In a world where competition for jobs, pay increases, and academic success continues to increase, certifications offer hope because they are a credible, third-party assessment of one’s skill and knowledge for a given subject. According to a study conducted across the state of Florida, those who earn certifications while in school are more likely to have a higher GPA, are more likely to graduate, are more likely to enroll in a post-secondary program, and are less likely to dropout. Furthermore, once the candidate is in the workforce, certification improves a candidate’s marketability and earning power, with some professionals making up to 7% more than their non-certified colleagues.
Building a certification program from the ground up often involves significant legwork from educators and administrators. Get advice below on the best ways to build a successful certification program at your school.
Research Funding Options
One of the common issues faced by many educators is a lack of funding. Asking for additional budget to grow or increase resources in your classroom can be a frustrating process.
Luckily, there are funding sources dedicated to expanding career and technical education. Educators can explore a variety of funding options: The Carl D. Perkins Act; federal and state grants; and non-traditional options. The Carl D. Perkins Career and Technical Education Improvement Act is designed to increase the quality of career and technical education (CTE) across the United States. The Perkins Act provides almost $1.3 billion in federal support for career and technical education programs in all 50 states, including support for integrated career pathways programs.
In addition to the Perkins Act, each state will most likely have programs and grants that you can access. For example, California has established the Career Technical Education Incentive Grant (CTEIG), which provides funding for K12 institutions who help prepare students with the knowledge and skills necessary to transition to employment and postsecondary education.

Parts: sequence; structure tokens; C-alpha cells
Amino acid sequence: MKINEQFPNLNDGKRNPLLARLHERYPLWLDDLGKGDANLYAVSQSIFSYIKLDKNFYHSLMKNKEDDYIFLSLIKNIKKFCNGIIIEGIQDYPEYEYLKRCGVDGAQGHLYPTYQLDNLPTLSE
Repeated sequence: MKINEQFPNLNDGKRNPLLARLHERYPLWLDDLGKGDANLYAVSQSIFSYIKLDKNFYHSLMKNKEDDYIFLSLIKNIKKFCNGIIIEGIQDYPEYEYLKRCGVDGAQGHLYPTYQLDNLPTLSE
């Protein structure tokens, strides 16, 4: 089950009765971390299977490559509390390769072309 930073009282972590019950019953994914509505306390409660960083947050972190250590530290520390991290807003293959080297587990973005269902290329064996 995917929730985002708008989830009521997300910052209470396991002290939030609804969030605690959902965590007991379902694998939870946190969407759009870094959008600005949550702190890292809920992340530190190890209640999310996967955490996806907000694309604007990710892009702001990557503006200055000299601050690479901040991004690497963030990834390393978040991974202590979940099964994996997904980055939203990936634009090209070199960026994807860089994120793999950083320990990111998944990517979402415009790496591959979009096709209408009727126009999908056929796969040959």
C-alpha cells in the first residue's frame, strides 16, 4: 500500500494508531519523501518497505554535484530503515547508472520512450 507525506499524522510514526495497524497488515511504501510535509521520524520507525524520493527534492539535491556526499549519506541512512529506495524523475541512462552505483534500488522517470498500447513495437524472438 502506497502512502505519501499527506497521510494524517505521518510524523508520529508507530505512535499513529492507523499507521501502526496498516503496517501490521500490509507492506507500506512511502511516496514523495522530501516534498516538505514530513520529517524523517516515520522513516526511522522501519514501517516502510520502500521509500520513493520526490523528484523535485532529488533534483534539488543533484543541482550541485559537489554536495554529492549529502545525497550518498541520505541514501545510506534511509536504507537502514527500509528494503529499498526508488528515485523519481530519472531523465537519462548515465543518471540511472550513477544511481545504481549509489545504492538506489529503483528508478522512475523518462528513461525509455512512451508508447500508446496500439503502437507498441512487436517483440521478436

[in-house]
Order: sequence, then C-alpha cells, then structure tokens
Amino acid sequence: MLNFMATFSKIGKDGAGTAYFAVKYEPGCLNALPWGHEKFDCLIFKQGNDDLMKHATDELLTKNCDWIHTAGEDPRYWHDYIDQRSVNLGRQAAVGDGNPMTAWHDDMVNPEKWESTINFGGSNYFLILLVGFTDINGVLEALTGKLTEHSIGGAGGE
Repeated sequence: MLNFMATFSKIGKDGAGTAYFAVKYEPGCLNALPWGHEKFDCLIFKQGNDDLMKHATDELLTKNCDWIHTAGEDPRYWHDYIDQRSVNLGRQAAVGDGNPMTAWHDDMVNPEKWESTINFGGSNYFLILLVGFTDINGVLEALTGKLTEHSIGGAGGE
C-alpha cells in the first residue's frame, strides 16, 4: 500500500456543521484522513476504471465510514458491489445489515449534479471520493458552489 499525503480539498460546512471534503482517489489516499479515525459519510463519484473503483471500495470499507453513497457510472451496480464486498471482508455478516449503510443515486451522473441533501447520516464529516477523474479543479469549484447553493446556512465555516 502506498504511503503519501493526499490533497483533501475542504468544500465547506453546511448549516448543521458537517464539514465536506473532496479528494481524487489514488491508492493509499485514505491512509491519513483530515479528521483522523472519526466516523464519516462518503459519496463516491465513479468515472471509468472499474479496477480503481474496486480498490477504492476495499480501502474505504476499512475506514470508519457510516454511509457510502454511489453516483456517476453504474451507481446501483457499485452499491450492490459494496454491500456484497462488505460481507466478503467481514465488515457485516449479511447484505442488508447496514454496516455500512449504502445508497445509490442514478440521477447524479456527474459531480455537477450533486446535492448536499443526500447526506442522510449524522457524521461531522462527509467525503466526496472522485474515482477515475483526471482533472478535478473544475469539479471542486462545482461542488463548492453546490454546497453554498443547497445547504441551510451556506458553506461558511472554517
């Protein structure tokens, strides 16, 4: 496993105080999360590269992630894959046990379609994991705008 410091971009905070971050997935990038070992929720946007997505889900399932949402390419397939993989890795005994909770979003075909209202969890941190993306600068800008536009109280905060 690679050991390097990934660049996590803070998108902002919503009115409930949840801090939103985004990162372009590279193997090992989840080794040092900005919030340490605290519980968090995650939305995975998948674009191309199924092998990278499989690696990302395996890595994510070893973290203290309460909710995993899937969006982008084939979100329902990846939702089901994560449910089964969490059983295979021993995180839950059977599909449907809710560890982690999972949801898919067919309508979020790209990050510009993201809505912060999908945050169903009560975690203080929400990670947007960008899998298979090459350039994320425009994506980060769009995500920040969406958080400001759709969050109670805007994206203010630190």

If you’re ready to go the non-traditional route, consider connecting with your local library or workforce services team, your PTA chapter, or even leverage Donors Choose to gather contributions from your community.
Decide on the Program Structure
Once you’ve secured funding, you’ll need to finalize your program structure. Some states, like North Carolina, have built certification pathways into their CTE program. Other states offer certifications through community centers and workforce development programs. There’s no right or wrong way to structure your certification program. It’s important to consider which course of action will work best for your school, district, and state.
If you decide to incorporate certifications into existing courses, keep in mind the prevalence of technology in today’s job landscape. Certifying students’ technology skills first and foremost provides a solid foundation for any career path they choose. Whether students pursue careers in construction management, IT, culinary arts, or organizational leadership, they’ll be set up for success.
Market the Program
You’ve done all the legwork, but it’s not enough to build the program. You need to get students in seats and make sure they’re learning successfully. Make sure to market your program throughout the year, but especially when students are registering for classes. Connect with guidance counselors to make students aware of your program and its many benefits. You can also get students excited through club week, or by partnering with organizations like National Honor Society and Future Business Leaders of America.
Marketing your program doesn’t need to stop with students. Connect with other educators to show how certifications can help students be successful in their classes. Bring in experts from the community to help students understand how certifications are leveraged in the real world. Those who have earned certifications are incredible advocates for their value and relevance in the workforce.
While in college, Bruce Beuzard IV was able to earn a staggering 13 industry-recognized certifications. Bruce was able to put those certifications on his resume, landing him a job as a Data Center Technician at Amazon Web Services. Bruce encourages students to get certified, “A lot of companies love when applicants have earned certifications because it serves as a form of work experience. For any student running into roadblocks getting their degree, I totally recommend getting certified. Certifications can help you achieve the career of your dreams.”
Networking with professionals, like Bruce, also creates connections for internships and jobs for students in your classroom, allowing them to apply their certified knowledge and gain valuable work experience. After all, that’s what education is all about. Creating opportunities for students to succeed as productive employees and citizens in their communities.
Interested in learning more about the value of certifications for your students? Get a free digital kit here.